Palinski-Wade agrees. “I’m not surprised to see some of the most popular diet trends rank near the bottom of the list.” These diets have made a name for themselves by being restrictive and cutting out entire food groups. “Although there is some positive research on the health benefits of following a ketogenic diet on improving insulin resistance and helping to manage diabetes, the diet itself is very restrictive and hard to maintain long term,” she says, adding that the Whole30 also features strict rules that are tough to follow.
Two more diets are new on the list: autoimmune protocol diet (AIP diet) and the gut-and-psychology syndrome diet (GAPS diet), which rank at No. 33 (tied with Atkins) and No. 37 (tied with keto), respectively, on the overall best list. That’s obviously at the bottom of the list and not a great showing. The AIP diet has been designed for people with autoimmune diseases to eliminate triggers for inflammation that might make symptoms worse. GAPS is designed for people who have neurological conditions. “While the theories behind these diets are admirable, the research supporting their health benefits is limited,” says Kennedy. Also keep in mind that the diets are designed for a specific subgroup of people with certain conditions — they’re not designed to be for general weight loss.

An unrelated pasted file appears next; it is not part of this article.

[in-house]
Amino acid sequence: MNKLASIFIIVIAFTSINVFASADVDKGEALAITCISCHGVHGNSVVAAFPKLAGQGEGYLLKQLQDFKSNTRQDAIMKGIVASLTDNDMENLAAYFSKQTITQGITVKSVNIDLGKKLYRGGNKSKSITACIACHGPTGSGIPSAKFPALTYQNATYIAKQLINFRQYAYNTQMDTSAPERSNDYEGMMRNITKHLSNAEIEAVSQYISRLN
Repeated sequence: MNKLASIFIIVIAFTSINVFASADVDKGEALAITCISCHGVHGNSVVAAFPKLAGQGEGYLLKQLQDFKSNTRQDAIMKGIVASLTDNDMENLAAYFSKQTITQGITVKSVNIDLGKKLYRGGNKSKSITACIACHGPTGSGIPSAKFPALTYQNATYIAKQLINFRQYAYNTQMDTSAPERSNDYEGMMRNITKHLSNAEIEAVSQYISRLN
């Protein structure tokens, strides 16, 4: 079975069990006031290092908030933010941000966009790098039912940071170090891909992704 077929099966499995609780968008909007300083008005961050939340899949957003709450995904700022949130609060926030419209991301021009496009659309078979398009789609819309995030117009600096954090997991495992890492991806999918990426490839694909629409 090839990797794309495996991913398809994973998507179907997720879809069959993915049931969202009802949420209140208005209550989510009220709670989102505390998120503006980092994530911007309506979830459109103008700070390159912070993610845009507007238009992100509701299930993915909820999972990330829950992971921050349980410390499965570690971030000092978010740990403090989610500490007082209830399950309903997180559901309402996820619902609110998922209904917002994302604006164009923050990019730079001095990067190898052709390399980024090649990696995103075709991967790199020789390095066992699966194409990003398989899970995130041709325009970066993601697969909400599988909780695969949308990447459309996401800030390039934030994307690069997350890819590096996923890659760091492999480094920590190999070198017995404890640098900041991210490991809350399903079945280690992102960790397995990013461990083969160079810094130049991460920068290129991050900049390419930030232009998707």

Ultimately, for a diet to successfully help you improve your health, it needs to be sustainable for the long haul — as in, for life. “Fad diets and ultra-restrictive plans may promote fast weight loss initially, but for improved health and disease prevention, weight loss is not a race,” says Palinski-Wade. “Choose the approach that you can foresee yourself sticking with effortlessly for years to come, and that is what will bring you success,” she says.
A Broad Look at the Best Diets Overall in 2021
See the full list at U.S. News & World Report, but here’s a broad glance at the results.
Best Diets Overall
- Mediterranean diet
- DASH diet and Flexitarian diet (tie)
- WW (Weight Watchers)
- Mayo Clinic diet and MIND diet (tie)
Best Commercial Diets
Best Weight Loss Diets
Best Fast Weight Loss Diets
Best Diets for Healthy Eating
- DASH diet and Mediterranean diet (tie)
- Flexitarian diet
- TLC diet
- MIND diet, Nordic diet, Volumetrics, and WW (tie)
Easiest Diets to Follow
- Mediterranean diet
- Flexitarian diet
- MIND diet
- DASH diet and fertility diet (tie)
Best Diets for Diabetes
- Flexitarian diet and Mediterranean diet (tie)
- DASH diet, Mayo Clinic diet, and vegan diet (tie)
Best Heart-Healthy Diets
- DASH diet, Mediterranean diet, and Ornish diet (tie)
- Flexitarian diet, TLC diet, and vegan diet (tie)